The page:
Man's knee-length shirt. White linen, handsewn with very fine stitching throughout. Front has slit opening at center. Standing collar has two buttonholes and one remaining thread-covered button. Side seams are butt-sewn, with side slits near hem that show selvedges. Fabric is gathered into collar and into gussets at base of collar on each side to give added fullness. Shoulders are dropped, and an applied strip of self fabric extends from collar to sleeve across each shoulder. Long, full sleeves are gathered at shoulders and at wristbands. Each sleeve has a single lengthwise seam and a triangular gusset under the arm. Each wristband has two buttonholes. Small brown embroidered initials "I . S" are cross-stitched near side slit at wearer's right.
(Keywords: Fashion, Early American, Colonial, Underwear)
|Acquisition||Gift of Florence Packer|
|Ownership and History||
According to Miss Florence Packer, who donated this shirt to the Staten Island Historical Society in 1960, the embroidered initials "I S" could represent Jacob Schenck, an ancestor of the donor and member of the Dutch Reformed Church of Neshanic, New Jersey.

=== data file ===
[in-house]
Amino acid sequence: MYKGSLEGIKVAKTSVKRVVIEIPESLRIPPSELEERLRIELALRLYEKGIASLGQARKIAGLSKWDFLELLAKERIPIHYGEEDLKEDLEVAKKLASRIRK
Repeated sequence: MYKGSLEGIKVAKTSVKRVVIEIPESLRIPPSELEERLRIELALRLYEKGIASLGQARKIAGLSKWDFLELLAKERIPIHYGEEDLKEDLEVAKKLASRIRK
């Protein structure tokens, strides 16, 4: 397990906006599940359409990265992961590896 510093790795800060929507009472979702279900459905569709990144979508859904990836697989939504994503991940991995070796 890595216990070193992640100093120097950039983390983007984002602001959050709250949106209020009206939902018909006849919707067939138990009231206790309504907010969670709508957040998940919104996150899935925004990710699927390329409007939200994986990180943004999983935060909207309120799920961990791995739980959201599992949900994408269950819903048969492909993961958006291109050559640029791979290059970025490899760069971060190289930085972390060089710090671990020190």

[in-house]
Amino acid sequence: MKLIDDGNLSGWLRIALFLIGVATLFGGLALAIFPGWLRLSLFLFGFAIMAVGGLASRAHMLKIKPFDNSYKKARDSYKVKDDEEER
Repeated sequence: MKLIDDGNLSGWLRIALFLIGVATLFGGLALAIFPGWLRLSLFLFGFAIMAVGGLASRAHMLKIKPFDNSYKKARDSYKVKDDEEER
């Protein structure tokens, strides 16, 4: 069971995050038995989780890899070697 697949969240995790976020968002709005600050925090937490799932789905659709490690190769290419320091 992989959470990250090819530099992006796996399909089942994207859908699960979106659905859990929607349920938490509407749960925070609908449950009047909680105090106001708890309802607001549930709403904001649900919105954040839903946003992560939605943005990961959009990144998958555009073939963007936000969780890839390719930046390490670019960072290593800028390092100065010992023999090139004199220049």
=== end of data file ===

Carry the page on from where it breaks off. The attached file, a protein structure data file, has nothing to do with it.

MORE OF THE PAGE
Shirts of this length were often the only undergarment worn by men, with the shirttails pulled between the legs to act as a protective layer beneath breeches. However, drawers (underpants) are known to have been available during the 1700s, and the owner of a shirt as finely made as this one was likely to have worn drawers as well.
|Subjects||Clothing & dress|
|Lexicon Sub-category||Clothing -- Outerwear|
|Support Acknowledgment||Online Collections Database record made possible by The Coby Foundation, 2009.|
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